She has thoroughly discussed the structures and architecture of Red Light Area – the buildings, houses, streets, and shops. The  ‘kotha’ and ‘kothi khanas’ – the large and small baithaks or sitting places, policing, life routine of the ‘Mohalla’ people, the relation and roles of professional people and groups including actress, singers, dancers and prostitutes. Not only these major professions but also ‘gajra seller” the flower seller, money-changer guys (who used to change big currency notes of   costumer for showing their wealth at the time of performance), paan seller, private agents of kotha, marriage and values of prostitute have been narrated in detail. Famous Pakistani singer Noor Jahan Begum also belonged to Shahi Mohalla.

Dr. Fouzia has discussed in depth their personal life and good or bad experiences, how they (prostitutes) make costumers happy, role of their gender and education in their profession, and also how the people treat them after knowing there professions with very positive attitude and make them sure that they are secure and having no issue about their identity.

Also read: Anthropological Perspective of Human Rights

There many traditions are performed different ways which have their own values. The tradition of ‘Nath utrwayi’ or ‘khulai’ is considered very significant tradition in kotha, which in fact is ‘neelami’ or auction. In this tradition a young and virgin girl is sent to kotha khana for nath khulai and a rich person offer her nath khulai in high rate. After nath khulai she becomes professional prostitute. Also ‘sold marriages’ or ‘contract marriages’ are performed here.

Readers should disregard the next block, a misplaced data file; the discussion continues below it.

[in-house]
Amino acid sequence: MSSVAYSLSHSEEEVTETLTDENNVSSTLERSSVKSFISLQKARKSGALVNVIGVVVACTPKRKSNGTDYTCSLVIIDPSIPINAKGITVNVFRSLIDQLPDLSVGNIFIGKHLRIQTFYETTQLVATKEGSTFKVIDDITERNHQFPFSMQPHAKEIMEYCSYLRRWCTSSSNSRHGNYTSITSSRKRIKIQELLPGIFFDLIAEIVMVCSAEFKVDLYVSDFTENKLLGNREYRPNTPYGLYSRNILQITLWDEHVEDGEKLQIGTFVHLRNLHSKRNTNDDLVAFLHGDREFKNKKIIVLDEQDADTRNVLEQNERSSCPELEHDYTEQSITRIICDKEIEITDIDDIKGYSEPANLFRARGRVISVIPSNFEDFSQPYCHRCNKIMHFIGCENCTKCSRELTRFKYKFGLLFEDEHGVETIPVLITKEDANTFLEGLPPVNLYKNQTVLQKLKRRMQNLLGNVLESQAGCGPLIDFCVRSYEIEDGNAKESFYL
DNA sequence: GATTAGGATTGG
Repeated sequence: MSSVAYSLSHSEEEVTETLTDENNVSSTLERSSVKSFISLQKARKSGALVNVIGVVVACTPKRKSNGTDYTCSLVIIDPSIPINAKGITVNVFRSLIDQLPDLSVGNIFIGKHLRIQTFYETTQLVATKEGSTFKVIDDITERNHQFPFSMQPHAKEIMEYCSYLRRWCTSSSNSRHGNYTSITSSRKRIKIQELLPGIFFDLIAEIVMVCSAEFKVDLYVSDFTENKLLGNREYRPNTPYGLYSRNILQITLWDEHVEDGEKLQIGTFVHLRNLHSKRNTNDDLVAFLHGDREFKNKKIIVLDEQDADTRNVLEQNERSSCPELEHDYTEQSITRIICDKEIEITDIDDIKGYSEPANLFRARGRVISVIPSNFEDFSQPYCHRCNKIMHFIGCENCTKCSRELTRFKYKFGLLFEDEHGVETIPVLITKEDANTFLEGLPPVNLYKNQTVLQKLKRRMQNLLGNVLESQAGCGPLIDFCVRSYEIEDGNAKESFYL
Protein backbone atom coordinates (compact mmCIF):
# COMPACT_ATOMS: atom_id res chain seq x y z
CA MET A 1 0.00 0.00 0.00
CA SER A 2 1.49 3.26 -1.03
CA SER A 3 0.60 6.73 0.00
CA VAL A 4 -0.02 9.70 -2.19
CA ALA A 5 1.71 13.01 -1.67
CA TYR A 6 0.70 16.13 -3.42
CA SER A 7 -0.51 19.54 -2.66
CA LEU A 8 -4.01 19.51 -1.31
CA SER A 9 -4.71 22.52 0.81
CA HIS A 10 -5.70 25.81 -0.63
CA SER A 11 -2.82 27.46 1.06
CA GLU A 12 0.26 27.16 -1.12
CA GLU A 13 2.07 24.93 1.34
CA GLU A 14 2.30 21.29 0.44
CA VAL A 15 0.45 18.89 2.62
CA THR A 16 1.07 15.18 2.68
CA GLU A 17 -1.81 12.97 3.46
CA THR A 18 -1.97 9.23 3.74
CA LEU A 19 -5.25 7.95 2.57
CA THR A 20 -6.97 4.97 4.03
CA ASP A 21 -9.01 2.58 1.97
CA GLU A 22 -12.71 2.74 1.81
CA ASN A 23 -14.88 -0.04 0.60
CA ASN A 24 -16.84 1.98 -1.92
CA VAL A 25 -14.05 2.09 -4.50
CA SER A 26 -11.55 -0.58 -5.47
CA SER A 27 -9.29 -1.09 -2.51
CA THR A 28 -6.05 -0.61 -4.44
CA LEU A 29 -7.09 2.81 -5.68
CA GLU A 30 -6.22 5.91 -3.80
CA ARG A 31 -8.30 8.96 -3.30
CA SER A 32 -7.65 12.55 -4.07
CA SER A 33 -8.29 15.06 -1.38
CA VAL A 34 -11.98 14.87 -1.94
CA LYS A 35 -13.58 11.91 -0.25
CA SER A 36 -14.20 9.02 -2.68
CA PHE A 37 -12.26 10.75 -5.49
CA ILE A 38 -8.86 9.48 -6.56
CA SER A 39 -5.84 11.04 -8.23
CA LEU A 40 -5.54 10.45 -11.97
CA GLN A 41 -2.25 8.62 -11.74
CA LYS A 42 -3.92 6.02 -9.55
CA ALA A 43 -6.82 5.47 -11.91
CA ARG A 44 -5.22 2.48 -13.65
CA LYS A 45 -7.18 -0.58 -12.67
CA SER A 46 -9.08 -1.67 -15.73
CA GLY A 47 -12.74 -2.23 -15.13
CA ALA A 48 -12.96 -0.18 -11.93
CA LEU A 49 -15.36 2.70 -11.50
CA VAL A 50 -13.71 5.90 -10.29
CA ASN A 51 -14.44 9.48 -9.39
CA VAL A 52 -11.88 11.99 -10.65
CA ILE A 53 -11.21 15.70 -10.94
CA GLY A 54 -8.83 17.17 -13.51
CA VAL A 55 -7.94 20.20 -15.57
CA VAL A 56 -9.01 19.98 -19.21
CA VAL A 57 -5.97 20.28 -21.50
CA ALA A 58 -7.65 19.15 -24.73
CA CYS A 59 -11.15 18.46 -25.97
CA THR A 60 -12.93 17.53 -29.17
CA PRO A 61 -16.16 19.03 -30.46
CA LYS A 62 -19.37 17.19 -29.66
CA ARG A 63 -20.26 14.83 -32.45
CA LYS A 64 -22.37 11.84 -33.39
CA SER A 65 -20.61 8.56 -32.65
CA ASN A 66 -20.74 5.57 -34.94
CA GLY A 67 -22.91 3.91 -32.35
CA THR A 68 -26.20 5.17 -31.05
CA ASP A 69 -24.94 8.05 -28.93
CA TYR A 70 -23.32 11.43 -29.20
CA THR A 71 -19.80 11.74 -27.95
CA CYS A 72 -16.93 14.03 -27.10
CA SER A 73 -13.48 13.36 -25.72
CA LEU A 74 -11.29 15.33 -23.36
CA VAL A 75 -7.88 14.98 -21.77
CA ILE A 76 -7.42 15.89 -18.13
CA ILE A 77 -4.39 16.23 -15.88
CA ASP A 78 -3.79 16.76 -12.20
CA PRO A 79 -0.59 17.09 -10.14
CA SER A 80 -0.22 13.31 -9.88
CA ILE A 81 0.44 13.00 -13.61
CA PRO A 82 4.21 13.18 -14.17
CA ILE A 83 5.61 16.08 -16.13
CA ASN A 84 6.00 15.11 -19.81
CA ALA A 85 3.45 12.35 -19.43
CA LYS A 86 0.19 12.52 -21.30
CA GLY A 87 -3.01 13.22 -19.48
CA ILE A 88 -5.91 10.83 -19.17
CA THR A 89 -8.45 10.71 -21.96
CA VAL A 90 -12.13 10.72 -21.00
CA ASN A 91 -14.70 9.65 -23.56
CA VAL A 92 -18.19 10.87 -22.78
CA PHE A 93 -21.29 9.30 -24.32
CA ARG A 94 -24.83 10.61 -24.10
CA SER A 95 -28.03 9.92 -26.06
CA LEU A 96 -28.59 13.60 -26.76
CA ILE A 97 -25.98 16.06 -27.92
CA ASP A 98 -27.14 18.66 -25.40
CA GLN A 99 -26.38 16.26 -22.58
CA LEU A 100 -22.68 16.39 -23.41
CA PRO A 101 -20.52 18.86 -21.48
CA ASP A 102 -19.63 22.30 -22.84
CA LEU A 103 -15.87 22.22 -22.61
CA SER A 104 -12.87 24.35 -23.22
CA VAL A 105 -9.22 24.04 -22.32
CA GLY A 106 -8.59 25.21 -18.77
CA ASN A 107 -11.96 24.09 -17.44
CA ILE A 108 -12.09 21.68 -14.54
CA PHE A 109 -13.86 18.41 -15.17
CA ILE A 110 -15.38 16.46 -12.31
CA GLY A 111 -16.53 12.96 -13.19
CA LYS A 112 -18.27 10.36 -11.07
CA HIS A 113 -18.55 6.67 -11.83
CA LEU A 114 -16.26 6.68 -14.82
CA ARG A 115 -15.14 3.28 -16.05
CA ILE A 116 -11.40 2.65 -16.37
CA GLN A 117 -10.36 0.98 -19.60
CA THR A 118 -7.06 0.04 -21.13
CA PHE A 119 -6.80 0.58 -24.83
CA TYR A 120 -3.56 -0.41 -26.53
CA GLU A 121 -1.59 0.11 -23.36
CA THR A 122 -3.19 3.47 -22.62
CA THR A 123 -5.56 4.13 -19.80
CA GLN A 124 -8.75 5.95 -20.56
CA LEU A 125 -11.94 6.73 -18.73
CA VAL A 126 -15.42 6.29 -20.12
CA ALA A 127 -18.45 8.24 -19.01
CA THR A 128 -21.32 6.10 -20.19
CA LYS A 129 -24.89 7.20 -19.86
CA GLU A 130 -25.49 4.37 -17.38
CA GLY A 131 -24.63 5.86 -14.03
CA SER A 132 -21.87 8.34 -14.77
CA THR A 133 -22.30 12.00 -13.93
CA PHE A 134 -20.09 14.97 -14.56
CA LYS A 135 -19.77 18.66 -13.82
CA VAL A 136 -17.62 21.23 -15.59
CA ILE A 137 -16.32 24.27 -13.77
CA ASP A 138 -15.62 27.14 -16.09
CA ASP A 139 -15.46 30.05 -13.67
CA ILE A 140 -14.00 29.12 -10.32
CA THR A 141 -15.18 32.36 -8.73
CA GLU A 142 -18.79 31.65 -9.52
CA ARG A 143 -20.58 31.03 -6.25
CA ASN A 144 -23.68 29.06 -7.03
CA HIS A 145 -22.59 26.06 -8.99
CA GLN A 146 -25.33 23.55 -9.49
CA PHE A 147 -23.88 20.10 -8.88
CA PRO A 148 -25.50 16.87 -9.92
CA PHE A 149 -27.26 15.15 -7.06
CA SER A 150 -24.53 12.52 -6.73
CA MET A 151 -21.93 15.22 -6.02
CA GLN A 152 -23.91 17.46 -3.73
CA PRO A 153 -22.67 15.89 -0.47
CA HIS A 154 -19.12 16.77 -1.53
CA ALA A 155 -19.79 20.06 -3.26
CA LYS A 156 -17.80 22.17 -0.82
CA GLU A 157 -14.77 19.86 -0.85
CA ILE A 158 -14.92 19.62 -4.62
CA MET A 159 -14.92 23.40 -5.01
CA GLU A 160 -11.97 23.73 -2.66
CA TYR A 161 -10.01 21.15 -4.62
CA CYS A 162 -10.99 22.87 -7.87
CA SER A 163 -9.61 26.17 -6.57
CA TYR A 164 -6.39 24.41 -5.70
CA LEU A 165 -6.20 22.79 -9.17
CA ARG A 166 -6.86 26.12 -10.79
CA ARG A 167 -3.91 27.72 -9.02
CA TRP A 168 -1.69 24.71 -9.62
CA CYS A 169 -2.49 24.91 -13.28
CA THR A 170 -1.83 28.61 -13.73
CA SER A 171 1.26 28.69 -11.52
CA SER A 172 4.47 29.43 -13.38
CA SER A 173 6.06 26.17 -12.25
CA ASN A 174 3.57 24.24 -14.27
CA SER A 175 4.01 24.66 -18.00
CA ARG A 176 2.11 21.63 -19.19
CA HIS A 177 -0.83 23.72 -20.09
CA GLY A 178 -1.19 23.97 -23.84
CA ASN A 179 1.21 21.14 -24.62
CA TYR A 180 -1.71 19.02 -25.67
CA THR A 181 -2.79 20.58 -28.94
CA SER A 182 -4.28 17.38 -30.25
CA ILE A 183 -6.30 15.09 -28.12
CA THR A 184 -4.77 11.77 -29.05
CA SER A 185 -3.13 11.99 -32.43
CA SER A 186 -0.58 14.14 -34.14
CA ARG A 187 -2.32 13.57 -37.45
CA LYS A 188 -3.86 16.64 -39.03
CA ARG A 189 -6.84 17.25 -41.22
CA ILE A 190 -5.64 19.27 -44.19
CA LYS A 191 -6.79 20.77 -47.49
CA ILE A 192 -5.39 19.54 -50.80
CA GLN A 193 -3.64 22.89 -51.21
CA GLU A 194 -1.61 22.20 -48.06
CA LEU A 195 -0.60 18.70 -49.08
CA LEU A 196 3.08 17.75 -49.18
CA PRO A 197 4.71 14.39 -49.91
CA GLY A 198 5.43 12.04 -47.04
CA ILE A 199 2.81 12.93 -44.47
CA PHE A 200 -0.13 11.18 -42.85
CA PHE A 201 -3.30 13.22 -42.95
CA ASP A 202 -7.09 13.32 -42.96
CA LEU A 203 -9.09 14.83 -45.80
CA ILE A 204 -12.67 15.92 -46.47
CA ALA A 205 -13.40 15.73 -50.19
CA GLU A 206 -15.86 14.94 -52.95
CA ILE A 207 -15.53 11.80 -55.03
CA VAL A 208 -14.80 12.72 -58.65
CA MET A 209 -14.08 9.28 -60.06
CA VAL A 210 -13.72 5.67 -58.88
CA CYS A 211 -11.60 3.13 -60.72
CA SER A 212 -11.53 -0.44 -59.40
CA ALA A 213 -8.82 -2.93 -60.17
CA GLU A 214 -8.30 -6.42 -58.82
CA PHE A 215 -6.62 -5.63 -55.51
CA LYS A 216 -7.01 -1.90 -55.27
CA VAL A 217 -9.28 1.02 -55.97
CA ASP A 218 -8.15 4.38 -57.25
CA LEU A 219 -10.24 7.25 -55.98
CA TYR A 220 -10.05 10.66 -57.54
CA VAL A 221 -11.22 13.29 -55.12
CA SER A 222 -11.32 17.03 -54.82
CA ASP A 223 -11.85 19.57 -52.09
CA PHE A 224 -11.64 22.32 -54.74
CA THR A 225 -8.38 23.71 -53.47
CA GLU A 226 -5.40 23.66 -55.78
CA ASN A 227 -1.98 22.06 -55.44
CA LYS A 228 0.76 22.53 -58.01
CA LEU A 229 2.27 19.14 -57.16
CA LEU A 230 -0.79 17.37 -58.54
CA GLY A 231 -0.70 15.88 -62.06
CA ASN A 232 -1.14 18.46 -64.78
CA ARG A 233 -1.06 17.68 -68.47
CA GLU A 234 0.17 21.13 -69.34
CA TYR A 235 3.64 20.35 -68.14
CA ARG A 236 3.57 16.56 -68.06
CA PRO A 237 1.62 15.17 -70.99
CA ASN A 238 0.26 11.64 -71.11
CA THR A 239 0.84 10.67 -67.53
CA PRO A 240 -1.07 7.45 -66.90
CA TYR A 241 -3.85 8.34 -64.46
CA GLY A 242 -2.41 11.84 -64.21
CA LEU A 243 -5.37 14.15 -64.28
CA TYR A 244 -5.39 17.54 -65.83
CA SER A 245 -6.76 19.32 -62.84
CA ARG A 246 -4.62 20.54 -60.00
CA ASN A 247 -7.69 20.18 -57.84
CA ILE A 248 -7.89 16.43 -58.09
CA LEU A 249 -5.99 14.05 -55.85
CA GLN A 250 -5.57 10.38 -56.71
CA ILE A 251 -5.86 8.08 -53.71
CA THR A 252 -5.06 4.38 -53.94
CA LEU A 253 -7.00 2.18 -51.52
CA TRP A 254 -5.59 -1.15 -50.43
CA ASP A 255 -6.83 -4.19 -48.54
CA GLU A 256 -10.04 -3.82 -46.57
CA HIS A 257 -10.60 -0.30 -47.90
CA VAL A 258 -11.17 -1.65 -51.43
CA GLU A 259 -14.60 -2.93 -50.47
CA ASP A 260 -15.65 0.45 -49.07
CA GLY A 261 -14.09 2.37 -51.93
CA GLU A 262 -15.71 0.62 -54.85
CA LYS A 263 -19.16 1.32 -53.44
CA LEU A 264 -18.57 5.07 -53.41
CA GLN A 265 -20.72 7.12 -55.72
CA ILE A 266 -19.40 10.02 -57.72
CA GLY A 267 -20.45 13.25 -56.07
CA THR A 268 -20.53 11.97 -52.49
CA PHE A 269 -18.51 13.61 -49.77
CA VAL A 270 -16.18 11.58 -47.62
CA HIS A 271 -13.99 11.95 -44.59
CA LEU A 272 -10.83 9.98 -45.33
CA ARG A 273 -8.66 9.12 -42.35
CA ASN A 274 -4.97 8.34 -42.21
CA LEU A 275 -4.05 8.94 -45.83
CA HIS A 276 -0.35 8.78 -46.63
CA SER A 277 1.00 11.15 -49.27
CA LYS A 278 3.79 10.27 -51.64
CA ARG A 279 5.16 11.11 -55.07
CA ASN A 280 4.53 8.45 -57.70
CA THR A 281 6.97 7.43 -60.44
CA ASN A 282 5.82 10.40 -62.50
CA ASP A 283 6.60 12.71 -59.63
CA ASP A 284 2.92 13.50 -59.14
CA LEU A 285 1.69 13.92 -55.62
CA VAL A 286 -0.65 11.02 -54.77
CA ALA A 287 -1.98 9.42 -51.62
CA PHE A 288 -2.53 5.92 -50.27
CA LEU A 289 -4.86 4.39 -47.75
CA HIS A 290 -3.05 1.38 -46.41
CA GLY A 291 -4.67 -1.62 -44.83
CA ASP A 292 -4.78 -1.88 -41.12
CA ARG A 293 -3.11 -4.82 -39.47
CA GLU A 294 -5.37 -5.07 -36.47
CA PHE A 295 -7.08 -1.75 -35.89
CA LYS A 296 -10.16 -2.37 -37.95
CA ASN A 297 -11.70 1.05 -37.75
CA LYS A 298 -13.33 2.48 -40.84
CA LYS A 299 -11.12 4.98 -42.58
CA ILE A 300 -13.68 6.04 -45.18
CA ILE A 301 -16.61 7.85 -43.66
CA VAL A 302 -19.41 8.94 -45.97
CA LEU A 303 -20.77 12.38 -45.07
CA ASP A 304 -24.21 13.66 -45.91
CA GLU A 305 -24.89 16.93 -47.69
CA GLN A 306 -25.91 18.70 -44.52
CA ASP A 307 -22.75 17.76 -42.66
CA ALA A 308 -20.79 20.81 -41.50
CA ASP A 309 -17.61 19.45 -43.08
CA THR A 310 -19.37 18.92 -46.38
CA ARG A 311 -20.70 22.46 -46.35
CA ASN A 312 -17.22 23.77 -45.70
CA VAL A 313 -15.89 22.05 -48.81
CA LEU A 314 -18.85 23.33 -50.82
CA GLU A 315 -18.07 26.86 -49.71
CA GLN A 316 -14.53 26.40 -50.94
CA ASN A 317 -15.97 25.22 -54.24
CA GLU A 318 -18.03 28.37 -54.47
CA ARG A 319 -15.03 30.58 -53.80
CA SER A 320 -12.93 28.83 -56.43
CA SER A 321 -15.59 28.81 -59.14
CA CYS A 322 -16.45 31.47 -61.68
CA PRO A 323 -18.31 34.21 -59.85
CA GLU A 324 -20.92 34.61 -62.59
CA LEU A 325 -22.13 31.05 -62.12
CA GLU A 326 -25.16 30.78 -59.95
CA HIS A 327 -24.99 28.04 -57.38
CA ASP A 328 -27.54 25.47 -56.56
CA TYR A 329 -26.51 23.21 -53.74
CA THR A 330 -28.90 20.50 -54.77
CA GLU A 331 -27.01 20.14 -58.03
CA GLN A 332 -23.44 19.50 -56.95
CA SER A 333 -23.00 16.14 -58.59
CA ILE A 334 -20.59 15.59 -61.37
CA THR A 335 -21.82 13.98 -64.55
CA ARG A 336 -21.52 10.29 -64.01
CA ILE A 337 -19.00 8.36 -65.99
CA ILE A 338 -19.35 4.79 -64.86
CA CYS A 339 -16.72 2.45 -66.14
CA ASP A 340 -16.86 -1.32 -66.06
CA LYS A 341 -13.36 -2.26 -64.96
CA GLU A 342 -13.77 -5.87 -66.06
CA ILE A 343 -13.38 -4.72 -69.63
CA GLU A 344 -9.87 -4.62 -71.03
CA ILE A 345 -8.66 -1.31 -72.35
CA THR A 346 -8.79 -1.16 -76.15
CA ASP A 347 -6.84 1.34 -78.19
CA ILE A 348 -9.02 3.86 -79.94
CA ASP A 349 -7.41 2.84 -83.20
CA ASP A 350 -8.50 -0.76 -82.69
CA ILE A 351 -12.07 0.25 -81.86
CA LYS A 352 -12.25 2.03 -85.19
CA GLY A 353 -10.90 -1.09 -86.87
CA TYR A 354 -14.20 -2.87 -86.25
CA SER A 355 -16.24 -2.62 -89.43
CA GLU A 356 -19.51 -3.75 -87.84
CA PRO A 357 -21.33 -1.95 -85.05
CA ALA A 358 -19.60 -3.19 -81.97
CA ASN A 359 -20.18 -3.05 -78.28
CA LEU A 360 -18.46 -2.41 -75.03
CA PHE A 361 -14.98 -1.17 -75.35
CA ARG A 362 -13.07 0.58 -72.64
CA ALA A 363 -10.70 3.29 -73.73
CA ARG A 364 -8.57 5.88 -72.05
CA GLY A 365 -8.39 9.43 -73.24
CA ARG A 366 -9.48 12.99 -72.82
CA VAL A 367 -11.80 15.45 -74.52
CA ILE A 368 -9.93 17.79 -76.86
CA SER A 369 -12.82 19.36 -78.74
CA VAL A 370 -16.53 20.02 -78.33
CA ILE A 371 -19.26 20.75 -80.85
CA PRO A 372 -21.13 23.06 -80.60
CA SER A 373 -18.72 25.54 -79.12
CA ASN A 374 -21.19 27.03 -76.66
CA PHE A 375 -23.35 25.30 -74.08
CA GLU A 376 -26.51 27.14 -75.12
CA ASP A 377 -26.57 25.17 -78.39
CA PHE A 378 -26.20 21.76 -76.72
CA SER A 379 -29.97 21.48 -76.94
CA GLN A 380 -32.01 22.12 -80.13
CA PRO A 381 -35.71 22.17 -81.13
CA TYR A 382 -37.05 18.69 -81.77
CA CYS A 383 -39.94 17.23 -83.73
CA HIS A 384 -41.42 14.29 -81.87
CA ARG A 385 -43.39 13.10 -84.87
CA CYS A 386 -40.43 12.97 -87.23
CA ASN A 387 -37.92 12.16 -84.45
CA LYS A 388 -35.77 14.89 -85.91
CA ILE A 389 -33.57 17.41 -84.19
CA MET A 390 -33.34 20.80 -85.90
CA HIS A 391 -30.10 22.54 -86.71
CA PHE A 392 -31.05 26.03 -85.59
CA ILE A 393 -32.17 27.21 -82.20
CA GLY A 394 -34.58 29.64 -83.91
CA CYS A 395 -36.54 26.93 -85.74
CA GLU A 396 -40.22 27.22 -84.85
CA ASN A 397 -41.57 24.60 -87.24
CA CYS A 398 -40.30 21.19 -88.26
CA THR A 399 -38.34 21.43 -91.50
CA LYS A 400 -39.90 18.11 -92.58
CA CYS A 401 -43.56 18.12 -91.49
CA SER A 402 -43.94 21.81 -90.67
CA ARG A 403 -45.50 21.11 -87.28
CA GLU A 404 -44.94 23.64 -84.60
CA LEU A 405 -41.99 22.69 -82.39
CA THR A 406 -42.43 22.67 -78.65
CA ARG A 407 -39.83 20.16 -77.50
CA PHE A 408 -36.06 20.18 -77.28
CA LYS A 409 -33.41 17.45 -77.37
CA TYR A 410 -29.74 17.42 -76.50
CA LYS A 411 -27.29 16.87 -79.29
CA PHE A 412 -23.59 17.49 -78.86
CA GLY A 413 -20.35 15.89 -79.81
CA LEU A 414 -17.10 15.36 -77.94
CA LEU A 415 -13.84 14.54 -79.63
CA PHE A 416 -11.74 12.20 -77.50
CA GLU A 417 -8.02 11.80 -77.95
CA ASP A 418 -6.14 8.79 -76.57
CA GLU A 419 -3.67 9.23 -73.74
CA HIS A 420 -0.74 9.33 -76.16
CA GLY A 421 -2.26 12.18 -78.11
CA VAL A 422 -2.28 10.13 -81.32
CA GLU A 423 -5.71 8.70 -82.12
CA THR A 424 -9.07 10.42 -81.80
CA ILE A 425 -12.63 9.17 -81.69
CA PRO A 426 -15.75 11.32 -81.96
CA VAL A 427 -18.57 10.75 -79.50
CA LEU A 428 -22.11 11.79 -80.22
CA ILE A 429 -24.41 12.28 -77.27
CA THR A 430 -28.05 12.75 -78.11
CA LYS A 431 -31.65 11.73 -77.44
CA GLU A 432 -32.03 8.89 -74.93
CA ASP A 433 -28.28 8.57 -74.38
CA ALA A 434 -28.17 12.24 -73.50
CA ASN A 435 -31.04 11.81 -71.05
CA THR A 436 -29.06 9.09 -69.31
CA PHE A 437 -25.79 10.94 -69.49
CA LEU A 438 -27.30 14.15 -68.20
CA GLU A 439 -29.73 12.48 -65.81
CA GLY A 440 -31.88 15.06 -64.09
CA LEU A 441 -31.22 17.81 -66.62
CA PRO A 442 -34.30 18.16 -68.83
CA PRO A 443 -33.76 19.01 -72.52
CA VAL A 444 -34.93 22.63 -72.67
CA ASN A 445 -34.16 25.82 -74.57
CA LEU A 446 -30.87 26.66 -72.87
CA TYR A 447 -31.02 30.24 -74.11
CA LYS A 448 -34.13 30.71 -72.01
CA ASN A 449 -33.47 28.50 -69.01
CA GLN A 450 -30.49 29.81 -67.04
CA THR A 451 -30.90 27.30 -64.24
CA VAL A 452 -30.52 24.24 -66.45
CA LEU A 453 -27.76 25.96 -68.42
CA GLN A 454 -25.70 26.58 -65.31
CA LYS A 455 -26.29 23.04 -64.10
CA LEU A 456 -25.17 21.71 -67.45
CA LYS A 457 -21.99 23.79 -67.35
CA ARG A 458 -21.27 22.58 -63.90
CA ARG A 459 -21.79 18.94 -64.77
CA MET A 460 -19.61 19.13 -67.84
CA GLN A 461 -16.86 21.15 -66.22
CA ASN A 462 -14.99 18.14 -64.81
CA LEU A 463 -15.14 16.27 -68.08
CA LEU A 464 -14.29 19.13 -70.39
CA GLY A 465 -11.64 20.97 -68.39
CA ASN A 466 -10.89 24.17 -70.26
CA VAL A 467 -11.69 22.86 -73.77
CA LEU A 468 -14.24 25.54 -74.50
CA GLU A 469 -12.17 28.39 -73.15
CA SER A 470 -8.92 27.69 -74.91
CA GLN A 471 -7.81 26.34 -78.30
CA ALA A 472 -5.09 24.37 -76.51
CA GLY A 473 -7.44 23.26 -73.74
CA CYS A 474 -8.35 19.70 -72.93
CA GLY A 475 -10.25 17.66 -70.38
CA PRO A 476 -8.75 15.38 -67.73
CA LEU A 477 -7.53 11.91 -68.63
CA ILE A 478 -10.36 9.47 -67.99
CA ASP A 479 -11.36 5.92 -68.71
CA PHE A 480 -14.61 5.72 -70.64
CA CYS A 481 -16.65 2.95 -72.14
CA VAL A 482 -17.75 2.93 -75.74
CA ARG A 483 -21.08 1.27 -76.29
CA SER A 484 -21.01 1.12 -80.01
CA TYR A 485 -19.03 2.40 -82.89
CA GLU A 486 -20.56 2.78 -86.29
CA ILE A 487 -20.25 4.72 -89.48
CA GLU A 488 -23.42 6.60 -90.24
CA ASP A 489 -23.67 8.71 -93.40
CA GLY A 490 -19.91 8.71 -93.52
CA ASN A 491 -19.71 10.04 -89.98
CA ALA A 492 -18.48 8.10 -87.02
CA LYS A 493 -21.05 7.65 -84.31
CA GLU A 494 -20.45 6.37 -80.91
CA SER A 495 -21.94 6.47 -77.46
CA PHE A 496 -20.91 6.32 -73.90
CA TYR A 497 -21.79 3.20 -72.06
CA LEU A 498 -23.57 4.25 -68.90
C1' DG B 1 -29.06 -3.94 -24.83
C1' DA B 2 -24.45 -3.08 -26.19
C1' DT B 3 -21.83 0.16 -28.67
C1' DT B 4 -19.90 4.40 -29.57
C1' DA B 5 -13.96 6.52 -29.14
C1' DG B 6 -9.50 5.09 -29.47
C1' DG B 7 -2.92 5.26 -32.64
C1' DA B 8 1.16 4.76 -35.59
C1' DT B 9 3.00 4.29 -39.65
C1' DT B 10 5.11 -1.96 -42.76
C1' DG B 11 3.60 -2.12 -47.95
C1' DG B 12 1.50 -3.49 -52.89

The author has also focused on political conditions of that time, and relation of politicians, their efforts and fair or unfair behavior because of their professions. They have faced many issues at the time of Gen. Zia’s regime. The novel also mentions the man and women of kotha having their own campaigns and leagues for gaining there rights.

Dr. Fouzia writes about some famous places of Lahore located near ‘Mohalla’ and having central referral contact with it like Taxali Gate, Shahi Qila – the royal fort of Lahore.

Taboo-novel-newspaperIn this book – Taboo, Fouzia shares some stories of singers, prostitutes, and ladies who are not the part of professions but their men are involved in the groups like drum beating, private agents of kotha, singing Ustads etc.

Every story is important and interesting. It is not possible to discuss every story here, so I have chosen the story of Laila, a woman forcedly brought into the prostitution, her step mother and story of her real mother Jamila who lived in kitchen of kothi khana and did not show her real relation because of fear of “Bai”. She also mentions the name of some famous and respected personalities of ‘Mohalla’ – who earned fame in dancing, music and singing.

Also read: Feminism in Pakistan

Fouzia talks about the social value and place. Why we don’t consider them good people and accept them as society member proudly?

She has describe the historic context of prostitution in the society as never anyone has done before. She was passionate to fight against taboos and stigma of our society.

The last portion of book “epilogue 2010” is highly appreciable collection of words, feelings, emotions.

Taboo was translated in Urdu language in 2002 and this translation was published by oxford university press, translated in Hindi in 2003, and later it was translated in Marathi and I think it is very biggest success of this writing work.

Still today’s world is full of taboos but no one has courage and dares like Fouzia to read, write and challenge it.


Anmol Ali- SU- AnthropologySyeda Anmol Ali is a student of Archaeology & Anthropology Department, University of Sindh Jamshoro